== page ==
TRUE GRIT AND SINGLETRACK HEAVEN AT THE SWISS EPIC
In 2014 a new event put itself on most mountain biker’s bucket list. The Swiss Epic has an enduro and marathon category, and some of the best terrain you will ever find.
The Swiss epic is The stage race europe needed – amazing Scenery, great organisation, and options for The marathon racers and The enduro racers.
A ribbon of trail in view as far as I can see ahead of me, barely wide enough to be called singletrack but we have to push on. Flat out, through every corner – switchbacks left and right, sweeping bends that make you switch feet every few seconds. A quick glance behind – we are clear, “keep pushing, nearly there”. Zermatt is in the distance; the final descent is a mixture of thoughts. I want it to go on and on, with a never ending magic carpet ride through the alpine meadows – but the town marks the end of the Swiss Epic and finishing it is the main priority. Switzerland is a country famous for many things: banks, watches, chocolate, army knives and of course mountains and everything that follows, including mountain biking. Well regarded as one of the best riding locations and with a plethora of famous single day events such as Grand Raid but as of yet, it has never hosted a mountain bike stage race. the multi-day format has been growing rapidly over the last decade, so it was unsurprising to see that someone decided to organise a stage race in Switzerland. take the amazing mountains within the Alps, mix it with Swiss precision and you get the Swiss Epic. A 6-day, multi-disciplined stage race from Verbier to Zermatt. A total of 400km and 15,000m climbing, plus the addition of an enduro category called the “Swiss Epic Flow”, which uses lifts in places as well as a few extra, more technical downhill trails but with a still challenging 300km with 8,000m climbing. Quite possibly the first time where 2 different events, each with its own logistical challenges is organised at the same time, within the same overall event. Promising a huge amount, plus with the backing of super Swiss star thomas Frischknecht, did the Swiss Epic deliver?
on The Line on the start ramp for the time trial prologue, with my race partner Stu just beside me, we get the countdown from the guy with his hand as well as in French, reminiscent of time trials in something like the tour de France.
5,4, 3, 2, 1. Go! I take the lead, weave through a few cones and straight into the first climb through Verbier village. “Allez, allez, die, die, die!” - Was that really Ralph näf cheering at us? they certainly have plenty of big names racing with more World Champion stripes than I can count. the climb is tarmac as we head out of the village, by the time it turns to gravel the start is well behind us and the lungs are settled into the near flat out pace that any prologue demands. It’s a 40-minute climb to the top, then a chance for the legs to have a little rest as we head almost straight back down. Will it be a gravel road descent? I hope not and I have my fingers crossed. the arrow points right and with it the well-known sight of the 3 down arrows that either puts the fear in people or has them jumping for joy. I fall into the latter – the course is a downhill track within the Verbier bike park, normally accessed by the Gondola by thrill seekers on long travel bikes – yet here we are on xC hardtails and short travel full suspension bikes with the seats pointing high in the air. Jumps, drops, doubles, switchbacks – this is the best of everything. Far too soon for my liking we emerge from the woods and the singletrack onto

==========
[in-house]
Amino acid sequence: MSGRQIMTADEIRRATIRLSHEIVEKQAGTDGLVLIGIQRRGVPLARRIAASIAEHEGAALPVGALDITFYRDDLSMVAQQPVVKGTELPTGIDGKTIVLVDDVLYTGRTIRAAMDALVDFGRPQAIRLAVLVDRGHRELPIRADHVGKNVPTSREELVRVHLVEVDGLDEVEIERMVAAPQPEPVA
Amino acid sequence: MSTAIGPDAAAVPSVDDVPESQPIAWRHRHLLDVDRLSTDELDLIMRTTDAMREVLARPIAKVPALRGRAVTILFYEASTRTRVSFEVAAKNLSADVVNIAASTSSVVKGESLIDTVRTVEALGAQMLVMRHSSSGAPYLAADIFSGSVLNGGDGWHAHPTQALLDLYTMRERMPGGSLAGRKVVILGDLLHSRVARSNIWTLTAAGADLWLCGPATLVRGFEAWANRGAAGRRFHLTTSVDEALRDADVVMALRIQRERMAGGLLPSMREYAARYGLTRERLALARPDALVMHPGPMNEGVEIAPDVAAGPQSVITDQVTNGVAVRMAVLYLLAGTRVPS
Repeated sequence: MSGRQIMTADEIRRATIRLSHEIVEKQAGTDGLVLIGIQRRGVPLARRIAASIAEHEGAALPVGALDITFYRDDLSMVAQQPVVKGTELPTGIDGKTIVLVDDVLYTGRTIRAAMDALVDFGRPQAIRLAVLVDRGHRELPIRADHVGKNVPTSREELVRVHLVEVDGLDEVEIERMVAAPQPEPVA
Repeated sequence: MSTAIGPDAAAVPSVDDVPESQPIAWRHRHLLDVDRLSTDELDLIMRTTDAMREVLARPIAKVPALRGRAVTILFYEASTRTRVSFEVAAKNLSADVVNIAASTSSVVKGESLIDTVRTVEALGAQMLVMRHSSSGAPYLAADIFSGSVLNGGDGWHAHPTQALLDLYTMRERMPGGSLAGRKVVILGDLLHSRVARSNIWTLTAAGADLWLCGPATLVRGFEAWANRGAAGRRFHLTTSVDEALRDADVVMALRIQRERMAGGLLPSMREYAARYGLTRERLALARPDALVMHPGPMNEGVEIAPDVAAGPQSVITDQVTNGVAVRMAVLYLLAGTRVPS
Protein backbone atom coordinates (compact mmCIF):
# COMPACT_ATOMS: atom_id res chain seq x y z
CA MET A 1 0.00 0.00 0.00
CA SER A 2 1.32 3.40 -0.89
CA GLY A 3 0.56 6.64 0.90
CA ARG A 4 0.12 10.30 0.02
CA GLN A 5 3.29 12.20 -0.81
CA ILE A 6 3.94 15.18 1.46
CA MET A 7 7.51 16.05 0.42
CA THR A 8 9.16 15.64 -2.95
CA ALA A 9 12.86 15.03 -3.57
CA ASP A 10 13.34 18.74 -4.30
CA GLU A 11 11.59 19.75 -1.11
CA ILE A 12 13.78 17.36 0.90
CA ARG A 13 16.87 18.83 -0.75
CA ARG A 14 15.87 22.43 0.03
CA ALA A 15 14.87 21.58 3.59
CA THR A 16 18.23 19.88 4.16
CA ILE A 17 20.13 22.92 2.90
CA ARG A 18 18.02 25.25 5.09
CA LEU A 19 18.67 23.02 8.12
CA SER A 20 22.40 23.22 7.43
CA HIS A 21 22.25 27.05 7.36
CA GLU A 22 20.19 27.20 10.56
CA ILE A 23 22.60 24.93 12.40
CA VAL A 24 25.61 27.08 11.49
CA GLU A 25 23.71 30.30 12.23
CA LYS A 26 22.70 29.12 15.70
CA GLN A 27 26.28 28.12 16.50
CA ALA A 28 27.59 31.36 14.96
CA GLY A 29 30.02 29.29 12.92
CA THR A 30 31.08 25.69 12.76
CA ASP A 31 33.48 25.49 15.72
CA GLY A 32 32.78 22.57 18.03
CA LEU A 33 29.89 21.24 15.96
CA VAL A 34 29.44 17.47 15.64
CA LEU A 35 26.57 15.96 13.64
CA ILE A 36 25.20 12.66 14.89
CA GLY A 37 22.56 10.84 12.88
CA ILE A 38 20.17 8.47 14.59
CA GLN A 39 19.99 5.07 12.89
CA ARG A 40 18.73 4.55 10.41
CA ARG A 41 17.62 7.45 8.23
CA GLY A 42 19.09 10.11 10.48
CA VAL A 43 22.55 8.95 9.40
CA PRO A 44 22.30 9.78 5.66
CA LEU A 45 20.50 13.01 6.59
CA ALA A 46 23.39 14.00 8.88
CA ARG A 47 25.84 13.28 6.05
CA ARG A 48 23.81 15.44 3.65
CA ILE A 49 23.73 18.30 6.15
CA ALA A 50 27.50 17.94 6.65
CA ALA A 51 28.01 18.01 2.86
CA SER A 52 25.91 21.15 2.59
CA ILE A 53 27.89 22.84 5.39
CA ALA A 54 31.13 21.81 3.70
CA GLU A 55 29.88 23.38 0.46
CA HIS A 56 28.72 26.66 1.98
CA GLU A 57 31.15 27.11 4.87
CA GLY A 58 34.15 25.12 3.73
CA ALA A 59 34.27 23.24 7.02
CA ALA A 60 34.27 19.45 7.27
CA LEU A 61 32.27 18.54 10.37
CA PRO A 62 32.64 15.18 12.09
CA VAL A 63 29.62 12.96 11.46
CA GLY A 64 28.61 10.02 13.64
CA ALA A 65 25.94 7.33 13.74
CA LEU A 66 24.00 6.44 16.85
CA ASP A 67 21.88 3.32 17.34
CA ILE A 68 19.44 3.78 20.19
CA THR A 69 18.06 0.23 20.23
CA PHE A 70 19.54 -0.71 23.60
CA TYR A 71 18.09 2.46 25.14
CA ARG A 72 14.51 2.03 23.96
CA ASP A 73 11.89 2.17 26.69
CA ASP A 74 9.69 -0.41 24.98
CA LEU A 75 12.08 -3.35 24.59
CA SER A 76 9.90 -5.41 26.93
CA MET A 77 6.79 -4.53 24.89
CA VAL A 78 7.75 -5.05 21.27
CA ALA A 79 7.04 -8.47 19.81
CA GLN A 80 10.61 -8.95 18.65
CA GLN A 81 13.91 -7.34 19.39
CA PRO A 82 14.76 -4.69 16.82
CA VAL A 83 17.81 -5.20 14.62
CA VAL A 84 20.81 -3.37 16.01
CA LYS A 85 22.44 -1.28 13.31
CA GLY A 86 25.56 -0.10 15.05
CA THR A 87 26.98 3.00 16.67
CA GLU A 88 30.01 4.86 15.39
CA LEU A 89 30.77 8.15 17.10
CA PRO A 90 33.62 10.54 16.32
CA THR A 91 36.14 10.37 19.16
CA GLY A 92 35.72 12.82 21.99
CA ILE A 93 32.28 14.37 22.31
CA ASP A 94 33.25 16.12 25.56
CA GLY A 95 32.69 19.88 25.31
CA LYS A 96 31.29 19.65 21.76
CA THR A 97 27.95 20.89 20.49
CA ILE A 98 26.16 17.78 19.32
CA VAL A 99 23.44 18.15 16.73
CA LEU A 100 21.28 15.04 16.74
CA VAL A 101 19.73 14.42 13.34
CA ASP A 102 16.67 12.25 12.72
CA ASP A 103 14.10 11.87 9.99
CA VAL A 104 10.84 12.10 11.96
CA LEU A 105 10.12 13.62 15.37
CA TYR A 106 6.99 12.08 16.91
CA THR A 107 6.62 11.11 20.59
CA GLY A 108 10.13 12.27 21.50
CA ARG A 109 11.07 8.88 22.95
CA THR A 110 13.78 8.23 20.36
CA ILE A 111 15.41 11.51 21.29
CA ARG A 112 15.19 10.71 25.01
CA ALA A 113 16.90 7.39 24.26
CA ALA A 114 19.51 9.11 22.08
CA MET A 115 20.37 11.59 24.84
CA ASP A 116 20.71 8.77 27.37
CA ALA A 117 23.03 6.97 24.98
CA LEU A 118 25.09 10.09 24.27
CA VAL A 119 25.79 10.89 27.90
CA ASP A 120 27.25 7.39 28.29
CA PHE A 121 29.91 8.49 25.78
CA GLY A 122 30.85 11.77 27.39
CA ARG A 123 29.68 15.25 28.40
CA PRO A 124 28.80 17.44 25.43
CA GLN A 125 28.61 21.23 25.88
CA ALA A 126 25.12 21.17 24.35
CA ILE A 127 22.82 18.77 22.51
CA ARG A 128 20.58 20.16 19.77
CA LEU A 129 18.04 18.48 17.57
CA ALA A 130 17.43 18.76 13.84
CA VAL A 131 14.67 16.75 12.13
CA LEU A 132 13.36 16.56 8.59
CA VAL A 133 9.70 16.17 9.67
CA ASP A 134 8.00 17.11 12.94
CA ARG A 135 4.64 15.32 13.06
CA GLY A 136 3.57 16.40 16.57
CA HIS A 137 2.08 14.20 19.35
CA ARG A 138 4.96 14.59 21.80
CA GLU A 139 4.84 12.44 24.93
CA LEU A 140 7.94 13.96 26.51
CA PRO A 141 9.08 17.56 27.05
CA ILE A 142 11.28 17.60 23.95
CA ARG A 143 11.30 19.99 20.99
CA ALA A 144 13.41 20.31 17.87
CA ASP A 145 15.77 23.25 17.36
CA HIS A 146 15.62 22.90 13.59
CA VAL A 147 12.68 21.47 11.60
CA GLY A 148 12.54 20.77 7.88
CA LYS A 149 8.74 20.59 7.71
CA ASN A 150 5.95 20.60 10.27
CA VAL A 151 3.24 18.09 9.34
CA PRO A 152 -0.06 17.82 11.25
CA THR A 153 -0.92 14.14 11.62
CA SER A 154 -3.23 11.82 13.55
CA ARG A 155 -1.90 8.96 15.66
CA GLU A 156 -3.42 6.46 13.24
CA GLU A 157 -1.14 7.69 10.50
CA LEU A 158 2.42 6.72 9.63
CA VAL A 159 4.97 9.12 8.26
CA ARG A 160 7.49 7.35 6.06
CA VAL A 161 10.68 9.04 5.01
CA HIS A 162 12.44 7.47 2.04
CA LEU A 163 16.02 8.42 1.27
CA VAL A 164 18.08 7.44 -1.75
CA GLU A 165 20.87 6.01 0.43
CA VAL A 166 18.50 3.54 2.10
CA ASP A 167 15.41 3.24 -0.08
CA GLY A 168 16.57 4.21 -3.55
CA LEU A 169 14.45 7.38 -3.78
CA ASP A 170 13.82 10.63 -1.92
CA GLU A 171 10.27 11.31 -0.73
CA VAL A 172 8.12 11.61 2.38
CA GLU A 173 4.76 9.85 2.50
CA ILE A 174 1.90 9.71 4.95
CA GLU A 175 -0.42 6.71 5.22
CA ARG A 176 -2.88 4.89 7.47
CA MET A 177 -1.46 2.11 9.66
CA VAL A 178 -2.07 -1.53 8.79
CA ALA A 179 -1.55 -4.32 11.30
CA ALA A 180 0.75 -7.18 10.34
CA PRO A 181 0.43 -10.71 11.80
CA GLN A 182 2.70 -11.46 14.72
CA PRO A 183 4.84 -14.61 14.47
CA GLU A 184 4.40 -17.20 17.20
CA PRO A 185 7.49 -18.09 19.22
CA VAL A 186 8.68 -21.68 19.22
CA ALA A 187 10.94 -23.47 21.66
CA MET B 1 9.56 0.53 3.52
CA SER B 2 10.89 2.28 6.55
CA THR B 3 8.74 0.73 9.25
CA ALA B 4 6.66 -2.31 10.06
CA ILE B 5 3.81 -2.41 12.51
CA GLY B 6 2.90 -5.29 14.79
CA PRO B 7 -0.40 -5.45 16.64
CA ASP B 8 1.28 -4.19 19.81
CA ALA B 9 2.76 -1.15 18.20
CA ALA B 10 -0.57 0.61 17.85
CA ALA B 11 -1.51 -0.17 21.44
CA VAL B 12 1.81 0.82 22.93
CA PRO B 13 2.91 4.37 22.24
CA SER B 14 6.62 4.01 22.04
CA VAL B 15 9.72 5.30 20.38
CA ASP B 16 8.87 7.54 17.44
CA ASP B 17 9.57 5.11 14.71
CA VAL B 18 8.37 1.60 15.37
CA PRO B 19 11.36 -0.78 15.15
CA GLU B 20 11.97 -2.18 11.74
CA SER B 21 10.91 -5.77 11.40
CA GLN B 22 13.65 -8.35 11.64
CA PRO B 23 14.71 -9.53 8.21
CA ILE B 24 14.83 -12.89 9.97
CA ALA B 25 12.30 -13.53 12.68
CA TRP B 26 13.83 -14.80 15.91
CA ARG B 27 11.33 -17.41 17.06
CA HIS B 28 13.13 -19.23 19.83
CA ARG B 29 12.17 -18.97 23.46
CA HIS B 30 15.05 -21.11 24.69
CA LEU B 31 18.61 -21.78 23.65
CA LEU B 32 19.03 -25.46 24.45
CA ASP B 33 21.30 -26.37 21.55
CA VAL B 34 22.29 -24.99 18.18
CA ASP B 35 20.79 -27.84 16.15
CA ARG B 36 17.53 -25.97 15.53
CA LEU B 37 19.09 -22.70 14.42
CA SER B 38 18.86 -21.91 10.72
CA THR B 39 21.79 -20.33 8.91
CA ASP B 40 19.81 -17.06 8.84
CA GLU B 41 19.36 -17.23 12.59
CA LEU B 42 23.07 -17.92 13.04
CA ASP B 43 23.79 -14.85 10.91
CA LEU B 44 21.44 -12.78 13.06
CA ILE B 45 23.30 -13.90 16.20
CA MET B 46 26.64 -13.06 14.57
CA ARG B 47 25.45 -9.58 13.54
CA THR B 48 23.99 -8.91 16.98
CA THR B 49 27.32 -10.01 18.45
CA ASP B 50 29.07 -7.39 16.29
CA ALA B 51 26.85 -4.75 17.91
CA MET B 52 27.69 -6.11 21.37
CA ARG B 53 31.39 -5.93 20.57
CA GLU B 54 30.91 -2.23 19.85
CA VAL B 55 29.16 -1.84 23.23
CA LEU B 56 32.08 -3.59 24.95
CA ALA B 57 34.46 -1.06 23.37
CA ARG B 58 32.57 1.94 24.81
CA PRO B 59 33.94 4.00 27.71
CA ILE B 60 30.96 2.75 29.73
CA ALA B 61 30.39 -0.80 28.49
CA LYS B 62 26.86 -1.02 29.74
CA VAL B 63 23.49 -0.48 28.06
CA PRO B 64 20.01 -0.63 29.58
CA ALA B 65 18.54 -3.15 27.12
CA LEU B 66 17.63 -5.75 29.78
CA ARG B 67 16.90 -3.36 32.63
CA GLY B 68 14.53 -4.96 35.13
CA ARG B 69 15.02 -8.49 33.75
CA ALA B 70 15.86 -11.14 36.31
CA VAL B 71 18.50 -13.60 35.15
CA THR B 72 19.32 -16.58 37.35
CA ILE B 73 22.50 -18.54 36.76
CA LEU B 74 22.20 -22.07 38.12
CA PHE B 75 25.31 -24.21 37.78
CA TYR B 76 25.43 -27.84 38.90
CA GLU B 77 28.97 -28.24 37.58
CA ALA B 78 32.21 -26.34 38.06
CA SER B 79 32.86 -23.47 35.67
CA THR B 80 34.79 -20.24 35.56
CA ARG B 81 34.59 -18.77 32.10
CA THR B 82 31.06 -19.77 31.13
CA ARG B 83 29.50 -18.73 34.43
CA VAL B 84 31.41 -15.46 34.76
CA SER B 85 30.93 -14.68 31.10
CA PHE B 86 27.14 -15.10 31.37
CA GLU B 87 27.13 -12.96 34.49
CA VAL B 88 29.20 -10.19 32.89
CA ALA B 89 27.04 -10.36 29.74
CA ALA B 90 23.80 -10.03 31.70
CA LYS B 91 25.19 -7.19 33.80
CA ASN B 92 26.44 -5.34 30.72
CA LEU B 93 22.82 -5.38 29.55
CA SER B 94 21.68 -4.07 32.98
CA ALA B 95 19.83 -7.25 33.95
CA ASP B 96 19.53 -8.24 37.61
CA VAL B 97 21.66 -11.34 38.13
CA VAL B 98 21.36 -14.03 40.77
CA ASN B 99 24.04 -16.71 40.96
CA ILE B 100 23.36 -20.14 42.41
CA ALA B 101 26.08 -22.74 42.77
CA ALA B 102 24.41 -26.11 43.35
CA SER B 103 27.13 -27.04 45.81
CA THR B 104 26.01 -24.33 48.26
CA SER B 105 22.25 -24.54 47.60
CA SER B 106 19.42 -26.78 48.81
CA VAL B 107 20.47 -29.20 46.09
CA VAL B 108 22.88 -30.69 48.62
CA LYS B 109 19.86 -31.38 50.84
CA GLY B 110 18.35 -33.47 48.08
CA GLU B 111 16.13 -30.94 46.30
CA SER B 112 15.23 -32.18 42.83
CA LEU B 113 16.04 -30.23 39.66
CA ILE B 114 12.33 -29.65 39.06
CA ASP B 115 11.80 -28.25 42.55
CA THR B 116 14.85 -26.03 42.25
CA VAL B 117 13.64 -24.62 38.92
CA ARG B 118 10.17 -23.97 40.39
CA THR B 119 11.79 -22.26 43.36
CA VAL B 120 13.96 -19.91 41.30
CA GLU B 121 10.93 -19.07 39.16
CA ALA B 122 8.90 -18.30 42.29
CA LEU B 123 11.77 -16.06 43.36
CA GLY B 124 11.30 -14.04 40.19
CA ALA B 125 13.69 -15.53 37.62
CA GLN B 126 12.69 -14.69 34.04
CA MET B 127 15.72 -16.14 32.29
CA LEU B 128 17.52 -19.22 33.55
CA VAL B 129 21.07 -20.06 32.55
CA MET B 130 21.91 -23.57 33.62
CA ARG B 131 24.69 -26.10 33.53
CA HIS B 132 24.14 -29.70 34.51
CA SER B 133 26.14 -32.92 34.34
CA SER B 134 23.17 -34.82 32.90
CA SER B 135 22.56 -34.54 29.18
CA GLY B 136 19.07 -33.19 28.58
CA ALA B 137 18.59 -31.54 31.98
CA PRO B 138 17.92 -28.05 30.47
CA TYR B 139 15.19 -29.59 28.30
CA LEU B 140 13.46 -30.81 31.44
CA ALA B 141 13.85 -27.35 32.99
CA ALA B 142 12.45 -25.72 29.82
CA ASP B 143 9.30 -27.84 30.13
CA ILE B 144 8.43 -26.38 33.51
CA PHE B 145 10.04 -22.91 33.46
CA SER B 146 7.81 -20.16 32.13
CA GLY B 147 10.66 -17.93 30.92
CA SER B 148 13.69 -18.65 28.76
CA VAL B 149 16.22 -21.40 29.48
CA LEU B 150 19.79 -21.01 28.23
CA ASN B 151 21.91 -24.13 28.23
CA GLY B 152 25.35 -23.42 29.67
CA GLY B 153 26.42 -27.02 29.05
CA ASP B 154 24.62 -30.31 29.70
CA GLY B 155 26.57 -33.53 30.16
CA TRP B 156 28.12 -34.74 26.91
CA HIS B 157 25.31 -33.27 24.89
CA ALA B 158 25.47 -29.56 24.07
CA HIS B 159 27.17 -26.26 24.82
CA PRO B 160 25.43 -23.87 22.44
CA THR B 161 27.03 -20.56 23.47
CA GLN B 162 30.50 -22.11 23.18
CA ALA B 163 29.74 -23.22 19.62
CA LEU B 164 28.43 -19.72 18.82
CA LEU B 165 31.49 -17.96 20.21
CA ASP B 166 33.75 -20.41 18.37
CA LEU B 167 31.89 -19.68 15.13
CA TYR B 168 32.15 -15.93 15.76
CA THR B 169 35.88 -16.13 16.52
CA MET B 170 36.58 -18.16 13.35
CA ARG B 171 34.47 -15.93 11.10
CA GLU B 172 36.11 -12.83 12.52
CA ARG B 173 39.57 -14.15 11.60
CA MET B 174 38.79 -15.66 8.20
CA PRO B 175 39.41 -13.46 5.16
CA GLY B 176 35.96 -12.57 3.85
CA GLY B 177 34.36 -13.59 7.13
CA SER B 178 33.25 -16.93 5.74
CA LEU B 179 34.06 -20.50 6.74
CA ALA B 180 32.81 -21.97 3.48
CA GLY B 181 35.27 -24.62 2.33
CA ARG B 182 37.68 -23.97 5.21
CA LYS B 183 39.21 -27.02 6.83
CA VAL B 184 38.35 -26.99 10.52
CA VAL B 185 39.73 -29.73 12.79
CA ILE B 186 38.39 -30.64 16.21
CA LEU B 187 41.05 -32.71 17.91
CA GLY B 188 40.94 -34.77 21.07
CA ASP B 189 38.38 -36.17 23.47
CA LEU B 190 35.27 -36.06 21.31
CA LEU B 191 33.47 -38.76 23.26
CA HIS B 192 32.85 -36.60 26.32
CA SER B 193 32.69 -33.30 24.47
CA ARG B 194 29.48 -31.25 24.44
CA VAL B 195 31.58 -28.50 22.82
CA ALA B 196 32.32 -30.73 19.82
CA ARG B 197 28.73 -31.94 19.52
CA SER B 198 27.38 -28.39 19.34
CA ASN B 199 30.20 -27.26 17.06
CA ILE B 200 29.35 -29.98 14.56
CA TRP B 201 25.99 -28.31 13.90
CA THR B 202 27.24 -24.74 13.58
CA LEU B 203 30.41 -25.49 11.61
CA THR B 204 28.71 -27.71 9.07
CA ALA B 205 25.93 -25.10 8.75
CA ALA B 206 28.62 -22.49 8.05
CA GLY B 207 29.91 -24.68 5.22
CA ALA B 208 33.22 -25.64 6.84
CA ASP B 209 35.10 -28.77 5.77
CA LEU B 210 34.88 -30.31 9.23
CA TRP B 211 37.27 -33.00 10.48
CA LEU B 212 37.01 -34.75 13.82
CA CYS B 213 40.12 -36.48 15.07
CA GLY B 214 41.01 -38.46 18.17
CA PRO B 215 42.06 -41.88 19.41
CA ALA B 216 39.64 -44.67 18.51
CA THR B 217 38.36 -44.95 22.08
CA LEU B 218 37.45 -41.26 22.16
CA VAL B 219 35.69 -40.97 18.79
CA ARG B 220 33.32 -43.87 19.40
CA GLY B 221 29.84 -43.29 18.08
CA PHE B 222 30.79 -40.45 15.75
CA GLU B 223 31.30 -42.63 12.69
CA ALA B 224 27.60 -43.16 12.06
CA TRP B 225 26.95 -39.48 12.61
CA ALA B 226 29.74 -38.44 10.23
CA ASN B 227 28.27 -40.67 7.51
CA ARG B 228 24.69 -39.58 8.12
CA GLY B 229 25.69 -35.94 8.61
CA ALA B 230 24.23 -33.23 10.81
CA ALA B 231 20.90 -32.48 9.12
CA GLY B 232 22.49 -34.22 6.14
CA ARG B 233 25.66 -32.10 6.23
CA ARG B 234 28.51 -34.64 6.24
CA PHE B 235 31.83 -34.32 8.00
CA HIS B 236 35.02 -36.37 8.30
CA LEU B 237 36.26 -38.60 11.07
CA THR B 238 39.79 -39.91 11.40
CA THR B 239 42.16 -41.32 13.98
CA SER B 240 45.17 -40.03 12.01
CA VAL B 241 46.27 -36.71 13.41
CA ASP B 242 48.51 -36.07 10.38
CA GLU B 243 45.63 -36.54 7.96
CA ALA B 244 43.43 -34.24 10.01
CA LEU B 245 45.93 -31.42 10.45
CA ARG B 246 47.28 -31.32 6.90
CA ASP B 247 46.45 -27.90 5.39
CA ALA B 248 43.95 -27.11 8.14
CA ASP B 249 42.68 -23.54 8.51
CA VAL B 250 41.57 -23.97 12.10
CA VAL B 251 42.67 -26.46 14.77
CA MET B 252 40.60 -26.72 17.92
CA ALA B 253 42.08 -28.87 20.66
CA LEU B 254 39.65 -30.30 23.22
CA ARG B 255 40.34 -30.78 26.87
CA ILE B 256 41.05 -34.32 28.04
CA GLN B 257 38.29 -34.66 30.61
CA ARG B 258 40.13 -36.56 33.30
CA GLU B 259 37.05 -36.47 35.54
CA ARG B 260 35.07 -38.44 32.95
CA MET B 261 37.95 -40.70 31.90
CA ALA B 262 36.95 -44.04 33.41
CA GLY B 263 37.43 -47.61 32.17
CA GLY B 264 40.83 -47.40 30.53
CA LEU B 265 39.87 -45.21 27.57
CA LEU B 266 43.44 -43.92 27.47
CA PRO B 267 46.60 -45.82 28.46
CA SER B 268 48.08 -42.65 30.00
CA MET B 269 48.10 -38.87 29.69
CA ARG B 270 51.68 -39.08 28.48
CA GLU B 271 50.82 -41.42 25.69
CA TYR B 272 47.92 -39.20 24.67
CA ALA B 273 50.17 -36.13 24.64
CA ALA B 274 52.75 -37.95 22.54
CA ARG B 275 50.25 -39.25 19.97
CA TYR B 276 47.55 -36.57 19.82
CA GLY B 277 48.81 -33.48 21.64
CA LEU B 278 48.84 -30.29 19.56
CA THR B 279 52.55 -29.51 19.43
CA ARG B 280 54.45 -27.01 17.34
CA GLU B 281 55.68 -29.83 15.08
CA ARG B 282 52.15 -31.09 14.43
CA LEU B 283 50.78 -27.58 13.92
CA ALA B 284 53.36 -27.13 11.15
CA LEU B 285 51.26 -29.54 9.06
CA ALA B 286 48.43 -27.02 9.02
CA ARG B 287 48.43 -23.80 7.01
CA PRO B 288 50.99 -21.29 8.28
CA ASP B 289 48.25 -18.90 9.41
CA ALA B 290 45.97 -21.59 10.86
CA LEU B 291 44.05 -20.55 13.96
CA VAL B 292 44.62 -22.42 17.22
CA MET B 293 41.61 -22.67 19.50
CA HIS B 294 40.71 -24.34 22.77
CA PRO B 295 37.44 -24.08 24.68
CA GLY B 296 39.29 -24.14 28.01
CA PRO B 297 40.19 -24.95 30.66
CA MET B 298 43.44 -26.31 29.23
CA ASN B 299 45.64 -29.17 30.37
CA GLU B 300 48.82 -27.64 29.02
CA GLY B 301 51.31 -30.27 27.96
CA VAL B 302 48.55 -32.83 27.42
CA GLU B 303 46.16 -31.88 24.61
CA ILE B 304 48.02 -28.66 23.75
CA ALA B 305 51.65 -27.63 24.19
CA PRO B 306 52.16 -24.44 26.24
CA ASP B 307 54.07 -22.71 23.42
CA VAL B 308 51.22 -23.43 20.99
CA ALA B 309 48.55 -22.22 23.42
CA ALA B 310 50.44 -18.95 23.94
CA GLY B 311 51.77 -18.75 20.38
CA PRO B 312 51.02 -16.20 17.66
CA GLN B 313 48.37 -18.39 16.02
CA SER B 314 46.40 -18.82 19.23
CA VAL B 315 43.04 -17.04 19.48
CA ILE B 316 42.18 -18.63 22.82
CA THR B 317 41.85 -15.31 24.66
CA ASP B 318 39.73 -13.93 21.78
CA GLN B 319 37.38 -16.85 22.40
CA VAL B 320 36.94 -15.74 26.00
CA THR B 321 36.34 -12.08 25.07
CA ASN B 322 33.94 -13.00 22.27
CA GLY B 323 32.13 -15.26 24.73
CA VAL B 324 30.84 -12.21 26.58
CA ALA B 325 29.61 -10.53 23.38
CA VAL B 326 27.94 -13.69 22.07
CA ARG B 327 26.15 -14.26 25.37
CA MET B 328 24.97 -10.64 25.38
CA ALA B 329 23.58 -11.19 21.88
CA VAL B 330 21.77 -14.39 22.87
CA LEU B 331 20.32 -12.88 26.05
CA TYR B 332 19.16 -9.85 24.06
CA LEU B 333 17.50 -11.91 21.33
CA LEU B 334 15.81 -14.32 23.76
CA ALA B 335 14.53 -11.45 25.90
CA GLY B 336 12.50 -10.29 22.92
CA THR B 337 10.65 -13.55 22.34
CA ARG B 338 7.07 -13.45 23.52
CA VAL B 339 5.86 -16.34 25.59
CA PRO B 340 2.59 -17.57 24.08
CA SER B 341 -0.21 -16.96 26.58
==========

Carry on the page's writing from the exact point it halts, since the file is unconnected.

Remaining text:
the tarmac again and the finish line is in sight. Crossing the line, we share a high five and we turn to the big screen to watch the big guns who follow behind us. The Swiss-German duo of Urs Huber & Karl Platt from Team Bulls take the lead, a full 9 minutes quicker than us. But even their lead doesn’t last long, as the clock ticks down the top guys are flying through, first Olympic Champion Jaroslav Kulhavy & Christoph Sauser, then Mathias Flückiger & Lukas Buchli and finally Nino Schurter & Florien Vogel take the win by just 10 seconds! What a brilliant, dramatic way to start a race. It really set us up for the rest of the week. As the adrenalin slowly dissipates we can think about the days ahead. The prologue is just a taster of what lies ahead of the next 6 amazing days. Leaving Verbier, for the start of the first full length stage we climb up a long gravel road, that anyone who has ridden the Grand Raid will know all too well, complete with pitch black tunnel near the top that ensures carnage and crashes galore as unsuspecting riders slam on their brakes as the light completely disappears. From the top at 2000m it changes to fast, technical singletrack and a few technical drops and switchbacks to catch out the less confident. Any thoughts about the race being full of gravel road descents are thankfully dispelled quick enough after that descent, although I do wonder if some people are perhaps expecting quite a technical race and I guess that is often a challenge for a new event. How do you accurately portray the riding to attract the right riders? Get it wrong and there will be a lot of unhappy customers.
WORDS: MATT PAGE IMAGES: MARIUS MAASEWERd And APIx Photography